Allen has been an avid technology investor and philanthropist, having spearheaded multiple high-tech ventures. At 21, he co-founded Microsoft with Bill Gates in 1975.
Iconic Microsoft co-founder, Paul Allen passed away on 15 October at the age of 65 from complications arising out of his long battle with cancer. Allen has been an avid technology investor and philanthropist, having spearheaded multiple high-tech ventures.
He also owned two major professional sports teams, the Seattle Seahawks of the National Football League and Portland Trail Blazers of the National Basketball Association. In 2007 and 2008 respectively, he was listed as one of the 100 Most Influential People by Time. He was estimated to be the 46th-richest person at the time of death, with a net worth of USD 20.3 billion.
Here is a look at the major milestones of Allen’s life that spanned 65 years from 1953 to 2018.
1953: Paul Allen was born on January 21 in Seattle, Washington in US.
1968: He met Bill Gates for the first time at Lakeside High School in Seattle, which both of them attended as youngsters.
1975: At age 21, he along with Bill Gates dropped out of Harvard University and co-founded Microsoft. The duo started marketing a BASIC programming language interpreter in Albuquerque, New Mexico, US.
1980: Allen led the deal for Microsoft to buy QDOS (Quick and Dirty Operating System), which was written by computer programmer Tim Paterson. With this deal, Microsoft was successful in securing a big contract to supply DOS to be run in IBM’s PCs.
1983: Allen left Microsoft after he was diagnosed with Hodgkin’s lymphoma, and to pursue research and philanthropic endeavors.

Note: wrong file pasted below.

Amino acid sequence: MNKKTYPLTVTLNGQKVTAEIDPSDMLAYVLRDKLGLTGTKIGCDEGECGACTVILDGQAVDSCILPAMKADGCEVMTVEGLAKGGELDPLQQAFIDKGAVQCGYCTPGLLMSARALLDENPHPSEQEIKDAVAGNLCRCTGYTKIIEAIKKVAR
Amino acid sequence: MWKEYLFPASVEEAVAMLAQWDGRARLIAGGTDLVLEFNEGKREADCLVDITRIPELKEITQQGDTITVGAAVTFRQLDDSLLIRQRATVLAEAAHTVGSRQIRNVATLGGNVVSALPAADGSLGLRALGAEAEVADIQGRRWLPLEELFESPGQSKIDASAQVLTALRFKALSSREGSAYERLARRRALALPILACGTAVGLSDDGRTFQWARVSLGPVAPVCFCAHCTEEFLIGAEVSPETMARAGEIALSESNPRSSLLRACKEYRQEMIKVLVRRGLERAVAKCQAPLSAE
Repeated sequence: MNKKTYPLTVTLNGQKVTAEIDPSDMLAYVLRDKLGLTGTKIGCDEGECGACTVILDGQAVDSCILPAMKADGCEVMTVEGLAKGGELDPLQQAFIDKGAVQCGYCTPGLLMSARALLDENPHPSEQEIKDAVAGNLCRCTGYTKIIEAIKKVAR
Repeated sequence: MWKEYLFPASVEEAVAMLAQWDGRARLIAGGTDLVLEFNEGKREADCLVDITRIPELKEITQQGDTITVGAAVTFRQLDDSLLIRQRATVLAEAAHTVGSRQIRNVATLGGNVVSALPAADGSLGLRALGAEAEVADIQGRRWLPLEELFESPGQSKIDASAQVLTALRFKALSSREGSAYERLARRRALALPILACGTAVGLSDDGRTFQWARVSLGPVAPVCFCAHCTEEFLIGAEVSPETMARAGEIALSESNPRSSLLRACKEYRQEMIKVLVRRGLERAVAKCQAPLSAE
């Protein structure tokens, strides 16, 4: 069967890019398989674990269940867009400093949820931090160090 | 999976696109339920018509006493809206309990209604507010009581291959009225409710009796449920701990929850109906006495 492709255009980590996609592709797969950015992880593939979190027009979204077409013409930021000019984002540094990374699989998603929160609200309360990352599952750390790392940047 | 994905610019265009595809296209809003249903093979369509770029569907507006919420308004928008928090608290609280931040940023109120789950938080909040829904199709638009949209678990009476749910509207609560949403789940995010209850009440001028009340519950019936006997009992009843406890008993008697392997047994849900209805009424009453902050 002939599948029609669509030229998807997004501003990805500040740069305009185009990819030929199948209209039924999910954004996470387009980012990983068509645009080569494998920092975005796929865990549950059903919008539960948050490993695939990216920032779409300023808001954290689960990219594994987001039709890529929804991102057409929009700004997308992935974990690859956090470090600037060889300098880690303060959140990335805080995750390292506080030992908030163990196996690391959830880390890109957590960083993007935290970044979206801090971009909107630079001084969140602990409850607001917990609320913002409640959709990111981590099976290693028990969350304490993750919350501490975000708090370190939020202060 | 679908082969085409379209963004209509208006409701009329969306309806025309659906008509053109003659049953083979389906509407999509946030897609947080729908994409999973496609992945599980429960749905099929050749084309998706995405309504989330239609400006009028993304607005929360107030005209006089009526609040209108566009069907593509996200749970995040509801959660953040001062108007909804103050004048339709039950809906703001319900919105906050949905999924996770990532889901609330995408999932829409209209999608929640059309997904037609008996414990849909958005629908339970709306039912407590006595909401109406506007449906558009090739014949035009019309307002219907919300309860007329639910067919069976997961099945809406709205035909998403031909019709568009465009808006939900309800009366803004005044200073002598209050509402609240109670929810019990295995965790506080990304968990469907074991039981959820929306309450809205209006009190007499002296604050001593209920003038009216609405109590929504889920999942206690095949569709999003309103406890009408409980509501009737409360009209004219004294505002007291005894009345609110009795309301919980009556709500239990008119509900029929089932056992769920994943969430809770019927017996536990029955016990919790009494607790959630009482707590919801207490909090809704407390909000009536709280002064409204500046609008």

1986: He founded Vulcan Ventures, which focused on making new investments in emerging technology companies.
1992: He co-founded Interval Research Corporation, a startup lab and incubator which filed over 300 patents. Four of these 300 patents were involved in Paul Allen’s 2010 patent infringement lawsuit against 11 internet companies, including AOL, Apple, eBay, Facebook, Google, Netflix, Office Depot, OfficeMax, Staples, Yahoo!, and YouTube.
2000: Allen officially resigned from his position as the Microsoft board of directors on November 9, 2000.
2003: Allen helped establish the Allen Institute for Brain Science with a USD 100 million funding. The institute focuses on deep research to comprehend the functioning of the human brain.
2009: Allen receives diagnosis for non-Hodgkin’s lymphoma
2011: Allen co-founded a private space transport company, Stratolaunch Systems. The initial test flights are scheduled in 2019, with commercial launch to be expected by 2020.
2018: Allen passed away in hometown Seattle from complications of non-Hodgkin’s lymphoma on 15 October